In Jadidian v Goldstein, 210 AD3d 969, 969-70 [2d Dept 2022], the court affirmed the dismissal of a claim against an attorney based on the statute of limitations, holding:
Contrary to the plaintiffs’ contention, the Supreme Court properly granted that branch of the defendants’ motion which was to dismiss the cause of action alleging breach of fiduciary duty. There is no single statute of limitations for causes of action alleging breach of fiduciary duty (see IDT Corp. v Morgan Stanley Dean Witter & Co., 12 N.Y.3d 132, 139, 879 N.Y.S.2d 355, 907 N.E.2d 268; Matter of Hersh, 198 A.D.3d 766, 769, 156 N.Y.S.3d 243). “Where the relief sought is equitable in nature, the statute of limitations is six years, and where the relief sought is purely monetary, the statute of limitations is generally three years” (Matter of Hersh, 198 A.D.3d at 769, 156 N.Y.S.3d 243). However, “regardless of the relief sought, ‘where an allegation of fraud is essential to a breach of fiduciary duty claim, courts have applied a six-year statute of limitations under CPLR 213(8)’ ” (id., quoting IDT Corp. v Morgan Stanley Dean Witter & Co., 12 N.Y.3d at 139, 879 N.Y.S.2d 355, 907 N.E.2d 268; see McDonnell v. Bradley, 109 A.D.3d 592, 594, 970 N.Y.S.2d 612). A cause of action alleging breach of fiduciary duty “accrues at the time of the [alleged] breach, even though the injured party may not know of the existence of the wrong or injury” (Matter of Hersh, 198 A.D.3d at 769, 156 N.Y.S.3d 243 [internal quotation marks omitted]; see Sternberg v Continuum Health Partners, Inc., 186 A.D.3d 1554, 1557, 131 N.Y.S.3d 356).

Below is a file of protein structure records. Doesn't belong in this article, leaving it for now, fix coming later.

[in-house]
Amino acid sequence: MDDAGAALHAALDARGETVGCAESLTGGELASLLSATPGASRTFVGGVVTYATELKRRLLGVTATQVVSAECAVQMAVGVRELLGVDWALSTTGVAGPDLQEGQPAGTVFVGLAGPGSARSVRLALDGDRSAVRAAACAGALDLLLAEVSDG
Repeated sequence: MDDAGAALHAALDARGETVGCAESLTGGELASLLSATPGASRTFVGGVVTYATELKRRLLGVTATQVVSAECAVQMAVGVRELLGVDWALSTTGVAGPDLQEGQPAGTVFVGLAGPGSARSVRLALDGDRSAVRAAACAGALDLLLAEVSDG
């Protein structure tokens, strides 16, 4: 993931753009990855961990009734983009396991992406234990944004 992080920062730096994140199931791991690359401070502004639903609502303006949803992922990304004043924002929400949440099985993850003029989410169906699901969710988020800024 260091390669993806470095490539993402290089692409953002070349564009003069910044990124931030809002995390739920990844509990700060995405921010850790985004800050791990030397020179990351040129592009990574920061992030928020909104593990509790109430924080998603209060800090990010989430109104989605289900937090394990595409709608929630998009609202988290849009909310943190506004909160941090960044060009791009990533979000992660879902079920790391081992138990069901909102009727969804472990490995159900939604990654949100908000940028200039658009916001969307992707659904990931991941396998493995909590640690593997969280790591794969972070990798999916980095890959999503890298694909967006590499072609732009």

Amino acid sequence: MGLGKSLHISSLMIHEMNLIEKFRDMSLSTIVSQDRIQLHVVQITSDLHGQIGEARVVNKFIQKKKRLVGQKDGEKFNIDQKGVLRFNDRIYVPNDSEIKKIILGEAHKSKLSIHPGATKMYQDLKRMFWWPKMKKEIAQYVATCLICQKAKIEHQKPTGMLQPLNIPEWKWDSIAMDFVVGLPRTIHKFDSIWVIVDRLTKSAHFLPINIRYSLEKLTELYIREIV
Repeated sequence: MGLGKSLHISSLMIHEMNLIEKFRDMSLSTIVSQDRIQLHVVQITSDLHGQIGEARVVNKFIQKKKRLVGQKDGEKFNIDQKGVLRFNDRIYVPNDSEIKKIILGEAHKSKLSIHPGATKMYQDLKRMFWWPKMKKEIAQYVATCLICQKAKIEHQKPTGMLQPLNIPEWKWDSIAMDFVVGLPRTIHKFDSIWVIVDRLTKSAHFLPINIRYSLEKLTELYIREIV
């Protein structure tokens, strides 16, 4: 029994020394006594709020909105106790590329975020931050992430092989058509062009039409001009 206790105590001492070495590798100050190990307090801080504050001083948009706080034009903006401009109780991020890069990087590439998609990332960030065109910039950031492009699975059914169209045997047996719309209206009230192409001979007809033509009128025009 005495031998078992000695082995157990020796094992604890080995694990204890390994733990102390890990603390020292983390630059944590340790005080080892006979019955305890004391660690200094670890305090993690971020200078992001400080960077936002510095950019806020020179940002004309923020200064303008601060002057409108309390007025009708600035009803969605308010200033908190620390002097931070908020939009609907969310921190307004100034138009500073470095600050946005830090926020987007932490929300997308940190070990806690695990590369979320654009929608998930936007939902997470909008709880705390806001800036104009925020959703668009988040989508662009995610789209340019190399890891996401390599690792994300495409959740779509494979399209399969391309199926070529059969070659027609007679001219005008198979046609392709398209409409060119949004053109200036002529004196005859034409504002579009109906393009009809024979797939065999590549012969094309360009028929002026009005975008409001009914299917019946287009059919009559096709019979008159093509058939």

Here, the cause of action alleging breach of fiduciary duty was subject to a three-year statute of limitations since the relief sought was monetary in nature and the complaint failed to allege all the requisite elements of fraud, including justifiable reliance (see Eurycleia Partners, LP v. Seward & Kissel, LLP, 12 N.Y.3d 553, 562, 883 N.Y.S.2d 147, 910 N.E.2d 976; IDT Corp. v Morgan Stanley Dean Witter & Co., 12 N.Y.3d at 140, 879 N.Y.S.2d 355, 907 N.E.2d 268; Oppedisano v. D’Agostino, 196 A.D.3d 497, 499, 151 N.Y.S.3d 150). As the plaintiffs maintain, the cause of action alleging breach of fiduciary duty began to run, at the latest, on January 11, 2016, when the defendants allegedly commenced the prior legal malpractice action “to cover up their … negligence.” Thus, since the plaintiffs did not commence the instant action until March 24, 2021, more than three years later, the cause of action alleging breach of fiduciary duty was time-barred.
Richard A. Klass, Esq.
Your Court Street Lawyer
#CourtStreetLawyer #statuteoflimitations #breach
Richard A. Klass, Esq., maintains a law firm engaged in civil litigation at 16 Court Street, 28th Floor, Brooklyn, New York. He may be reached at (718) COURT●ST or RichKlass@courtstreetlaw.comcreate new email with any questions.
Prior results do not guarantee a similar outcome.
© 2023 Richard A. Klass